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December 08, 1999 - Image 9

Resource type:
The Michigan Daily, 1999-12-08

Disclaimer: Computer generated plain text may have errors. Read more about this.



The Michigan Daily - Wednesday, December 8, 1999-- 9

spurs pig
come the super pigs. Medical
researchers using gene therapy have
figured out a way to make young hogs
grow 40 percent larger and faster.
Scientists say the technique, which
stimulates production of the pigs' growth
hormones, would be a boon for livestock
farmers - and eventually could even be
u d to treat children with growth prob-
i and to prevent muscle deterioration
in AIDS and cancer patients.
"We think that over the long term this
is going to be a defining technology that
will change the face of how agriculture is
done" said the lead scientist, Robert
Schwartz, a professor of molecular and
cellular biology at Baylor College of
Medicine in Houston.
The prospect of biotech hogs also is
liky to raise new questions in a grow-
i worldwide controversy over geneti-
cally engineered food. The United States
already is locked in a trade war with the
European Union over the EU's ban on
beef from cattle injected with hormones.
"I don't think most consumers are
ery interested in eating hormone-
reated meats," Rebecca Goldburg,
enior scientist for the Environmental
Defense Fund, said yesterday.
ontinued from Page 2.
iane Brown said the female residents
ound alternative housing last night.
Director of Housing Public Affairs
lan Levy said University policies
rohibit students from burning any
ype of candles in residence halls.
"The policy is still in place during
anukkah," he said. University
sing requires residence halls to
ake arrangements to light menorahs
n lounges, Levy said.
A similar fire in Mary Markley
esidence Hall resulted from a
enorah in 1995.
Students' desensitization by two
alse fire alarms less than a month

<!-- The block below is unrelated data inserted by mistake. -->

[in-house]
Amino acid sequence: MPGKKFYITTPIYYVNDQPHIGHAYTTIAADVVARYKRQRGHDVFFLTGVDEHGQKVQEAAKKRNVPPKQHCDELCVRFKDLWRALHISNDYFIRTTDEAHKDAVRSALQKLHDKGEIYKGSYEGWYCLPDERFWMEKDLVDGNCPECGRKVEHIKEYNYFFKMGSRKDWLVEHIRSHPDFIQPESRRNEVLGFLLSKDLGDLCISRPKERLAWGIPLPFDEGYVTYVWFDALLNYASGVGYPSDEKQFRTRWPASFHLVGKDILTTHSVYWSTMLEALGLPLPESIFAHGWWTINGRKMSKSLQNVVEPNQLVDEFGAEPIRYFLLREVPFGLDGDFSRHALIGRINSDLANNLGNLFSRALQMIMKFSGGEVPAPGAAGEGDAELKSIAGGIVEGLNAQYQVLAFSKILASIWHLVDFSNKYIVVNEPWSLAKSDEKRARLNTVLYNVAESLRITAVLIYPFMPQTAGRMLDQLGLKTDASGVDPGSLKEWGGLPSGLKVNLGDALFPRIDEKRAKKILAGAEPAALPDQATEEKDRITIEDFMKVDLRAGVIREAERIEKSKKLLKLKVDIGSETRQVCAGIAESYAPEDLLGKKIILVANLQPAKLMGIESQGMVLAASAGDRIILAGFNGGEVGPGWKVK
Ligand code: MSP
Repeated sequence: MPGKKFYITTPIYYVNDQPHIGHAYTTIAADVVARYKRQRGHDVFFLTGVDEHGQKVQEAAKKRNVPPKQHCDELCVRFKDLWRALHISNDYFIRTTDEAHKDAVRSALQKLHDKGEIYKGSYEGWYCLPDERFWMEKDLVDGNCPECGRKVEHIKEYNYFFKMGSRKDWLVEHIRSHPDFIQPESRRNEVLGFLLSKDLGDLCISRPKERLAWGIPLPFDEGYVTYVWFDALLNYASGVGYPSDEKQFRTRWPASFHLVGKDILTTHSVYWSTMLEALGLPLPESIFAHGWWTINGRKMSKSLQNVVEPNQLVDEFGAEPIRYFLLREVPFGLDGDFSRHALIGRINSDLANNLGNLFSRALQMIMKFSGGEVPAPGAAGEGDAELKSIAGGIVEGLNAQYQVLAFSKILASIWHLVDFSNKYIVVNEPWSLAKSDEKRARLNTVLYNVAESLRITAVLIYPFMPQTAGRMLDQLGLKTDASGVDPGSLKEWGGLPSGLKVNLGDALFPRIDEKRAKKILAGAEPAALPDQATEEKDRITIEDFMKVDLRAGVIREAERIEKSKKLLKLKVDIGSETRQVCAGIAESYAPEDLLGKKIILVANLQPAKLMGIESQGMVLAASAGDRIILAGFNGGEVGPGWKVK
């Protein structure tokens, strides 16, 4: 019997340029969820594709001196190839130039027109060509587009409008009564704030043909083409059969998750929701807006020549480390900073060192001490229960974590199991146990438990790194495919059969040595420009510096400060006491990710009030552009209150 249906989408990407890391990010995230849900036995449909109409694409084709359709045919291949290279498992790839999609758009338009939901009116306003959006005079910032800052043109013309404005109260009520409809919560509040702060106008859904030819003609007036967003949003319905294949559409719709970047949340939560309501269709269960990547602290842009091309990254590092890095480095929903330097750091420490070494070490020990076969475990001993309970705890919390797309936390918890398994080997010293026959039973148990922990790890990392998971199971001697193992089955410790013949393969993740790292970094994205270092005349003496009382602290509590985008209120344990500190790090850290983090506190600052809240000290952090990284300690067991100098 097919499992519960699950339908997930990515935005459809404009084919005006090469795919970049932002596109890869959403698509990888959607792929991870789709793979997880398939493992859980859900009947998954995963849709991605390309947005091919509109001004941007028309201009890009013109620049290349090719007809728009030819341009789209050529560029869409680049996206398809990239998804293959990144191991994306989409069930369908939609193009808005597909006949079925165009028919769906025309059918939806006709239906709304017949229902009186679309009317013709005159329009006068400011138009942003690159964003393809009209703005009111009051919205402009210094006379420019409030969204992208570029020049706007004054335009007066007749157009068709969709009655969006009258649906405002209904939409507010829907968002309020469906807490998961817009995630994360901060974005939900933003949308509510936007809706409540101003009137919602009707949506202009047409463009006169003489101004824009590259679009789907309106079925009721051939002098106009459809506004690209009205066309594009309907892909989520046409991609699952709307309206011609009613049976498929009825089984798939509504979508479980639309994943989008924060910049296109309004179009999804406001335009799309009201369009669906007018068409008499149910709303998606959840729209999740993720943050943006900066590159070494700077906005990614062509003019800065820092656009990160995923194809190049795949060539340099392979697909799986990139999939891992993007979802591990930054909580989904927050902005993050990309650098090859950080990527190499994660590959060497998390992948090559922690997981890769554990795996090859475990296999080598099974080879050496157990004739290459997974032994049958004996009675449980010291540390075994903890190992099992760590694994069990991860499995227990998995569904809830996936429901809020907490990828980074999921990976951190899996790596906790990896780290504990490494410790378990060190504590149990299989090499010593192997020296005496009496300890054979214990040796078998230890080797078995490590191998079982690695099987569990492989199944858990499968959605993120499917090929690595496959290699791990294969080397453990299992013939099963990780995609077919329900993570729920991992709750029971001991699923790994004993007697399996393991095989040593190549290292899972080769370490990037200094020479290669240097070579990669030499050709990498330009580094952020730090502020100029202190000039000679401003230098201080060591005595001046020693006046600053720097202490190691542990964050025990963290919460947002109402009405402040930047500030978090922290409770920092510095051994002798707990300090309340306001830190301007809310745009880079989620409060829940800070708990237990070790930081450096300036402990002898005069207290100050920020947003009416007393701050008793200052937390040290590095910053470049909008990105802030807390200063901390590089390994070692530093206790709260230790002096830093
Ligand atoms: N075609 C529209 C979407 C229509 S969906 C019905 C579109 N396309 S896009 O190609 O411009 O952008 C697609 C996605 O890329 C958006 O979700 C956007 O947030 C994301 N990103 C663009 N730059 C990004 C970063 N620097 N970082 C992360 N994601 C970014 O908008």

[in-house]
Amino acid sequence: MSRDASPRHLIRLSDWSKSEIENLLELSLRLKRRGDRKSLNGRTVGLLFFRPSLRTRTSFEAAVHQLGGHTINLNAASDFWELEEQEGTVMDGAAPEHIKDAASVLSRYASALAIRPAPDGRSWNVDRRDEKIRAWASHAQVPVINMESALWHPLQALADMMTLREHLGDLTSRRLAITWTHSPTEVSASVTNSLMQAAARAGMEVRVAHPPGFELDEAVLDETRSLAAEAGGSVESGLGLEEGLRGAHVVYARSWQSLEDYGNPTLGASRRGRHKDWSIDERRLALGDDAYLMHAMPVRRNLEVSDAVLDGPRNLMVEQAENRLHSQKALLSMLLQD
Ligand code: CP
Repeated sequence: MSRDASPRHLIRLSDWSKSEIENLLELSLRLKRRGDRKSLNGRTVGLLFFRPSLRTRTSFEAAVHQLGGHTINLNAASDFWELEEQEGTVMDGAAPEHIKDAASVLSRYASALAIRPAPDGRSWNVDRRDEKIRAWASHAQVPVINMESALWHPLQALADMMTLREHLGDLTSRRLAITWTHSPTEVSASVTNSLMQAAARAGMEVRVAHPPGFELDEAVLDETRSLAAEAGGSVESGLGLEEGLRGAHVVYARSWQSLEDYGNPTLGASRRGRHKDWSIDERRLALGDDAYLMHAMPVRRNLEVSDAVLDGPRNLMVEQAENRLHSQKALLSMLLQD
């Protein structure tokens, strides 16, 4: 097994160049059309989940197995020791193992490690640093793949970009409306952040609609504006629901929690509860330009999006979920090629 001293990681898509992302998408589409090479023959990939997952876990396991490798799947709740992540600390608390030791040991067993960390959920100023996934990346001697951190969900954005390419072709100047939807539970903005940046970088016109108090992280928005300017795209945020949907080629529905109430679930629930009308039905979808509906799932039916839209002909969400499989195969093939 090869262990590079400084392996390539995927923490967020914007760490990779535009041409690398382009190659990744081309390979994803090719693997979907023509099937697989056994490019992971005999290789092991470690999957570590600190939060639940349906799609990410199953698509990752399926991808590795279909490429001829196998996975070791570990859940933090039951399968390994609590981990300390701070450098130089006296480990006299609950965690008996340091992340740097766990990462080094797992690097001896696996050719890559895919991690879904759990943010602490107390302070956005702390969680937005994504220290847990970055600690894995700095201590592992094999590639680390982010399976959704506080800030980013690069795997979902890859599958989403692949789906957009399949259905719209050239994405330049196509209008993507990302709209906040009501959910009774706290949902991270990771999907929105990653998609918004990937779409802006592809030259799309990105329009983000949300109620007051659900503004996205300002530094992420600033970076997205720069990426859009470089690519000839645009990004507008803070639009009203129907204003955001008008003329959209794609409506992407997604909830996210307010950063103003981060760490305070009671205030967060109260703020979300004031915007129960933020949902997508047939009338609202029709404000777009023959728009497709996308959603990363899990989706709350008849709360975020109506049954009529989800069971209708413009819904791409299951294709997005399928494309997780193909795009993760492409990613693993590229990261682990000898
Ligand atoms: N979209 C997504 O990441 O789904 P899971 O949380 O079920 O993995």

go was apparent as the students took
heir time leaving the building last
ight. Kinesiology first-year student
Qle Poquette said, "Everyone
light it was just a prank."
Many students said it was not until
hey witnessed three fire trucks
arked outside of the building that
hey realized the seriousness of the
There were no injuries reported.


Seattle police chief resigns
ater violent WTO protests

White on red

SEATTLE (AP) - Seattle's police chief announced his resignation
yesterday, becoming the first political casualty of the violent protests
that disrupted the World Trade Organization conference.
Police Chief Norm Stamper had been harshly criticized by civic lead-
ers, police officers and others for his handling of the demonstrations last
week that cost downtown merchants nearly $20 million in lost sales and
property damage.
The protests got so out of hand that the National guard was called in
and a curfew was imposed.
Stamper, 54, said he had planned to announce his retirement in
January but did so now in hopes of removing politics from the exami-
nation of what went wrong.
Mayor Paul Schell has also come under fire. But at a news con-
ference with Stamper at his side, he repeated that he will not
Stamper said he will cooperate in any investigation of the police
department's role in dealing with the demonstrations.
But he declined to answer several questions yesterday about the riot-
He did say some accounts putting blame on him were inaccurate. "I
don't accept the label of either victim or martyr," he said.
The mayor praised Stamper for his "sense of duty and sense of
responsibility," and said he had tried to talk Stamper out of leaving when
he was told of the chief's decision Sunday.
Stamper's resignation, which takes effect in March, also follows near-
ly nine months of turmoil over the integrity of the police internal inves-
tigations section.
Relations between Stamper and Seattle's 1,200 uniformed officers
have often been strained during his nearly six-year tenure.

"He has not been in touch with the rank-and-file," police union pres-
ident Mike Edwards said.
"His style is to not have a hands-on approach, and I think that has
been a mistake," he said.
. Edwards said police officers lacked crowd-control equipment such as
smoke grenades and tear gas last week, and found themselves on the
streets for days with little food or rest.
Police critics have also said that tear gas and rubber bullets were
fired indiscriminately and that innocent workers, shoppers and
residents were swept up in the arrests of more than 500 people
Nov. 30 and Dec. 1.
No serious injuries, but downtown merchants have reported more than
$2 million in property damage and $17 million in lost sales.
But the police also had many supporters.
Hubert Locke, a criminal justice expert at the University of
Washington, said police "had an impossible situation to begin with"
during the WTO meeting.
"The judgment of most people is that the police maintained, with
some exceptions, a fairly professional stance," he said.